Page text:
Great Markets in Paris
Enlarge Image Credit: Virginie Blachere
Great Markets in Paris
3 choice spots for food shopping in the City of Light.
I love Saturday mornings. Two shots of espresso and I bolt out the door unshaved and head for the Marché Biologique des Batignolles (between rue Boursault and rue Puteaux, 17th arrondissement). I've shopped at this weekly organic market on the boulevard des Batignolles for ten years now, and I have my habitudes. First, I pay a visit to Patrick, at the market's northern edge. "Mes laitues sont tendres, elles sont tendres comme moi!" Patrick shouts from behind three long tables piled with artful displays of superb organic produce. ["My lettuces are tender, as tender as me!"] Then he catches my eye and, knowing I've heard his routine many times, says, "You know what, the lettuce really is incredibly tender today." So I take a ruffled, garnet-colored roussette, plus two baby romaines and two big handfuls of Italian arugula. I can't stop there; I grab three bunches of purple-tipped asparagus from Provence and a little wooden box of strawberries from Gariguette, in the Dordogne. Patrick makes a gift of a few fresh herbs—cilantro, flat-leaf parsley, and mint. "Why not make a light pesto to go with the asparagus?" he suggests. I will, and it will be delicious. Next, it's on to the biopac stand, for a split-pea or lentil galette with a glass of amber-colored apple juice. After that, I hit L'Elevage du Corbier, which sells the best goat cheeses in Paris, and then Boucher Ardennais, which makes sublime boudin blanc and boudin noir.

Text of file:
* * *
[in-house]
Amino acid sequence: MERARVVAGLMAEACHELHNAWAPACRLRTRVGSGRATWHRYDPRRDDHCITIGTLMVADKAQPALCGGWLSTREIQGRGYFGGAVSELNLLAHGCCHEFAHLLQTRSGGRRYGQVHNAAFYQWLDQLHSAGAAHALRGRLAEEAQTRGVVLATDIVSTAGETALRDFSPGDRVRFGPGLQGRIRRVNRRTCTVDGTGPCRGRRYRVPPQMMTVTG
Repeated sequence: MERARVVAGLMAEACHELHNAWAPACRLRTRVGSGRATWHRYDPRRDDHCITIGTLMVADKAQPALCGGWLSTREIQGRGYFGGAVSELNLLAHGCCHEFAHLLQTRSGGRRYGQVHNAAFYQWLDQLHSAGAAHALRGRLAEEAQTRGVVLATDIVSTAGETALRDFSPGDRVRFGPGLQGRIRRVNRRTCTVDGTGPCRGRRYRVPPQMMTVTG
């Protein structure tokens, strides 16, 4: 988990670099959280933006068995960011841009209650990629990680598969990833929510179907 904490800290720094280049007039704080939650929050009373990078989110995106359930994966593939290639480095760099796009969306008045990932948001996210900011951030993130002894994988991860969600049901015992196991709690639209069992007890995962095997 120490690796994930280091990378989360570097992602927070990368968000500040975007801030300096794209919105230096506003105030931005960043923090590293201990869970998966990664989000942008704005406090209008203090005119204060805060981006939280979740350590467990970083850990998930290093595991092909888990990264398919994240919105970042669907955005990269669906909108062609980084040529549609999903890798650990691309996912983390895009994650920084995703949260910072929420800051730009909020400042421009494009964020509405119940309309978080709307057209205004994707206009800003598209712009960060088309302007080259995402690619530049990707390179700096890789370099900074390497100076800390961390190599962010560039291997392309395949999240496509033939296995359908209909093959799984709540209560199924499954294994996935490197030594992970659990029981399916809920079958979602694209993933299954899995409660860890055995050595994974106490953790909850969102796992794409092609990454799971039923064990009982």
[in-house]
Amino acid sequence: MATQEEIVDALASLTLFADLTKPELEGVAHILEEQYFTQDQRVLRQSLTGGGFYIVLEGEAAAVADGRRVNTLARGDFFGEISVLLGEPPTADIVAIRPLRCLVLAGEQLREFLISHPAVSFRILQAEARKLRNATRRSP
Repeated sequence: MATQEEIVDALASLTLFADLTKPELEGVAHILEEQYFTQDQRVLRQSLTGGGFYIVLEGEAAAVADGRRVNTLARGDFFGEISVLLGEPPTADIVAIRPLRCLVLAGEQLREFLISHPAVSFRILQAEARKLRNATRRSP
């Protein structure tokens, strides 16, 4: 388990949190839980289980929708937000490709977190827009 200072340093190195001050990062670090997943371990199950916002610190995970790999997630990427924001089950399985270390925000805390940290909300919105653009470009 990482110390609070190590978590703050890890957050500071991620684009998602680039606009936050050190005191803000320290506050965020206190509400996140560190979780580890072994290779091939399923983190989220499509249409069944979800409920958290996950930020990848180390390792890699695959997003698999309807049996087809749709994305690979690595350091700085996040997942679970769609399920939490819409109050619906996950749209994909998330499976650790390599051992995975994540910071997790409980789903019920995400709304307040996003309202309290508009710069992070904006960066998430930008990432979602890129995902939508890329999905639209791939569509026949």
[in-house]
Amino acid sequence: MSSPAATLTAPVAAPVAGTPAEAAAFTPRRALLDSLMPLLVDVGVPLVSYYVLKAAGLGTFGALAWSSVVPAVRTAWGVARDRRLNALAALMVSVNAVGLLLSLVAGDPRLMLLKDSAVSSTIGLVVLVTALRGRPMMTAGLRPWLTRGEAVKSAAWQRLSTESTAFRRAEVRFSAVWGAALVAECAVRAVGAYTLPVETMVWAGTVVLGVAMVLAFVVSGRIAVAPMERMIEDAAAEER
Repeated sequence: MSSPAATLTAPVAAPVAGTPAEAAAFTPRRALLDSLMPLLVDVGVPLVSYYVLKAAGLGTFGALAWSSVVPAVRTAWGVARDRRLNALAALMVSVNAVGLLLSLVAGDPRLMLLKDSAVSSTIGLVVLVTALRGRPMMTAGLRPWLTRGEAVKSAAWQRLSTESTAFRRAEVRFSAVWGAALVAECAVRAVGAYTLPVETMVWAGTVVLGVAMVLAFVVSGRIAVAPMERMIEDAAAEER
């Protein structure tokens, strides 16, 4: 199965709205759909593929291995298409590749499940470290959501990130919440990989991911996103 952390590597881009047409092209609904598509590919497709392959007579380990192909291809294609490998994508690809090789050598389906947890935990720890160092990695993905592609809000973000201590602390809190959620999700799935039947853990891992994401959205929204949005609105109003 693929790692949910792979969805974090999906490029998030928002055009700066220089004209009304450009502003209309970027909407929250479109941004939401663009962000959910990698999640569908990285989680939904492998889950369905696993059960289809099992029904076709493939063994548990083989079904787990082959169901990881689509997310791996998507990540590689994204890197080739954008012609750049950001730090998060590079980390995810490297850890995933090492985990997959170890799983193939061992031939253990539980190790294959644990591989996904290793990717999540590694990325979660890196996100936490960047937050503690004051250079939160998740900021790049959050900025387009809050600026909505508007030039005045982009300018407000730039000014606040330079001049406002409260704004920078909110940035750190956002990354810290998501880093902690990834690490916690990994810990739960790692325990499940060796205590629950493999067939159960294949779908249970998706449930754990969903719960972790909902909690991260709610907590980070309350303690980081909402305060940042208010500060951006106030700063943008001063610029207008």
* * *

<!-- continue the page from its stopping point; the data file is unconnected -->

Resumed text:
Though I'm loyal to the market on boulevard des Batignolles, that doesn't mean I love the other markets of Paris any less. In fact, I'm always looking for an excuse to scoot over to the Marché des Enfants Rouges (39 rue de Bretagne, 3rd arrondissement), in the Marais district. Small, charming, and nearly 400 years old, this market takes its name from the red jackets once worn by the children at a neighboring orphanage. Picnic tables make the transition from shopping to lunch instantaneous, which is good, since many of the food stalls sell prepared dishes like quiches and North African–style couscous, along with first-rate fruit, vegetables, wine, and charcuterie. I also have a soft spot for the busy, bargain-oriented Marché d'Aligre (Place d'Aligre, 11th arrondissement), which includes both a covered market, called the Marché Beauvau, and 40 outdoor stalls along the rue d'Aligre, near the Bastille. The Marché d'Aligre retains the gritty character of the neighborhood before it started going bobo (bourgeois-bohemian). I always stop at Chez Philippe, which stocks some thousand cheeses; I'll often pick up a few medallions of fresh goat cheese, which I'll marinate in olive oil and bake. Several stalls here also carry hard-to-find charcuterie from Brittany, Corsica, and the Auvergne. Others sell produce from Africa and Asia; I'll almost always buy some yams or lemongrass, some Thai basil or fresh bamboo shoots, before rushing home to make lunch. —Alexander Lobrano, author of Hungry for Paris (Random House, 2008)